When we look at a book on the shelf, we must realize that the finished product did not come directly from the inspiration of the author. Inspiration was the engine driving the work forward, but many rewrites, edits, critiques, and corrections were made before the work made it to print. Look at any author. All have this truth in common. Their work was edited, re-edited, and polished to perfection. The goal of polishing a manuscript should be clear. When a manuscript is polished, there is nothing left behind to distract the reader. All the errors and miscommunication has been corrected so the reader only sees the message and inspiration of the book.
In order for readers to see your inspiration, the distractions must be removed from the manuscript.
Editing is a topic in itself, so I won’t go into great detail in this article, but there are some basic mistakes we must look for.
Punctuation. Use proper punctuations throughout the writing. Don’t over use exclamation points! Don’t do it! Don’t do it! In fact, the general rule is to only use one. Good writing should build the reader toward a climax. An exclamation point is the highest point to make; therefore, once it’s used, anything after it is either flat, or taking the reader back down. There are exceptions to this ‘rule’, but just be aware of how you are affecting the reader.
In American writing, periods are always inside quotation marks, and curly quotes should always be used since it is easier on the eyes. A curly quote is “ ”, verses a plain text quote ” “.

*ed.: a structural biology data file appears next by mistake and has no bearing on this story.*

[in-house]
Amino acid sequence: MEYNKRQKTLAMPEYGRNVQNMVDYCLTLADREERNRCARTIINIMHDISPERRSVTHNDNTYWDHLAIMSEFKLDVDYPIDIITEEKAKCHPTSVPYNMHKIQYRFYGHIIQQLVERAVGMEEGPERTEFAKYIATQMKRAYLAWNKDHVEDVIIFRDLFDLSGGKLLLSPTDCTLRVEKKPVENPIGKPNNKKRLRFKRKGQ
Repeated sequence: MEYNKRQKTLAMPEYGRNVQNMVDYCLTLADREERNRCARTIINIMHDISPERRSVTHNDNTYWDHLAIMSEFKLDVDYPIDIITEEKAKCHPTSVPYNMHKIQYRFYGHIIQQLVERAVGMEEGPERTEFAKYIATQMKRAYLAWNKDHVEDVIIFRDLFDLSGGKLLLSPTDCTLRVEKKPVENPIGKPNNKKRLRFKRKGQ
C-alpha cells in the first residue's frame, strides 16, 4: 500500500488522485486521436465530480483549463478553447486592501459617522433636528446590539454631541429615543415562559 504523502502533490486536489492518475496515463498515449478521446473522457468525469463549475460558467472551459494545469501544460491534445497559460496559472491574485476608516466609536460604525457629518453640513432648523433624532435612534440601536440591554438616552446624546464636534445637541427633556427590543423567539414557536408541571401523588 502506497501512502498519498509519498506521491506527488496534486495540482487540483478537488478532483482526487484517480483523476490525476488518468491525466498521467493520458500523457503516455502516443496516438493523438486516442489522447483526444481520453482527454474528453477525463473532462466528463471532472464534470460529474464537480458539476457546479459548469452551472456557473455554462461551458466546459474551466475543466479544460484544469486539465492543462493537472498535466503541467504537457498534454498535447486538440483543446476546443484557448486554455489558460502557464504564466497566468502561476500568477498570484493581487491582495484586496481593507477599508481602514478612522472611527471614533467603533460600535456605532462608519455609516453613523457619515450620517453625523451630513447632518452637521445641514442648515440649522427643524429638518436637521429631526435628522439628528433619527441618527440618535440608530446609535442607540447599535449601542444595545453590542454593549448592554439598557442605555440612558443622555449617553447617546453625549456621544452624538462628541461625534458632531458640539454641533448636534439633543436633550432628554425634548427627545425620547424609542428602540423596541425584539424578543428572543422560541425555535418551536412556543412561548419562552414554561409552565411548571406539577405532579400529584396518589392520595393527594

Single space after a period.
Look for homophones. A homophone is a word that sounds the same, but has a different meaning. Example: “I here the sound of there hoofs beating the ground.”
When you’re dumping thoughts onto a page, it’s easy to put here instead of hear, there instead of their, etc.
Reduce the number of ‘was’ words.
Reduce ‘that’ words.
Reduce ‘ing words.
Reword passive sentences.
Remove redundant words, phrases, or paragraph sizes.
The mind can be fickle. Why do people get annoyed when someone taps a pencil on the table, or drums their fingers, pops gum, or any other redundant sound? We don’t like redundancy. It never seems to bother the person creating them, but it drives everyone else crazy.
In reading, the mind picks up on redundancies. It begins as a distraction, then slowly grow until the reader becomes annoyed. Starting too many sentences off with the same word, sentences with the same length, paragraphs with the same number of lines, repeating phrases, and any number of redundancies distract from the writing. Often, the reader doesn’t even know why they are annoyed; they just know something doesn’t sit well in the story. A five page article with every paragraph the same length immediately conveys boredom. The same is true with too many sentences beginning with the same word. Seeing the same phrases stands out in the reader’s mind, and they begin to look for the repetition instead of getting into the story.
There is much more to be said about self-editing, but these are some basic mistakes to watch for.
At this point, the gem is beginning to emerge, but the writer tumbles the manuscript through multiple phases. You might go through, chipping away at the point of view errors. Then put it in the tumbler again, looking for only ‘that’ words to eliminate. Then ‘was’ words. It’s slow and patient work, but we must keep tumbling the manuscript until all these things are smoothed out. It’s too much to tackle every problem at once, so we use the fine grit method. Like polishing a rock, we start by grinding away at the blatant errors, and then work to the finer points of writing and editing. Clean up one thing, then when satisfied, move on to the next step.
Editing is hard work. It requires patience, diligence, and dedication. A rushed manuscript will look like an unpolished rock. The hidden potential will remained hidden behind the unpolished exterior.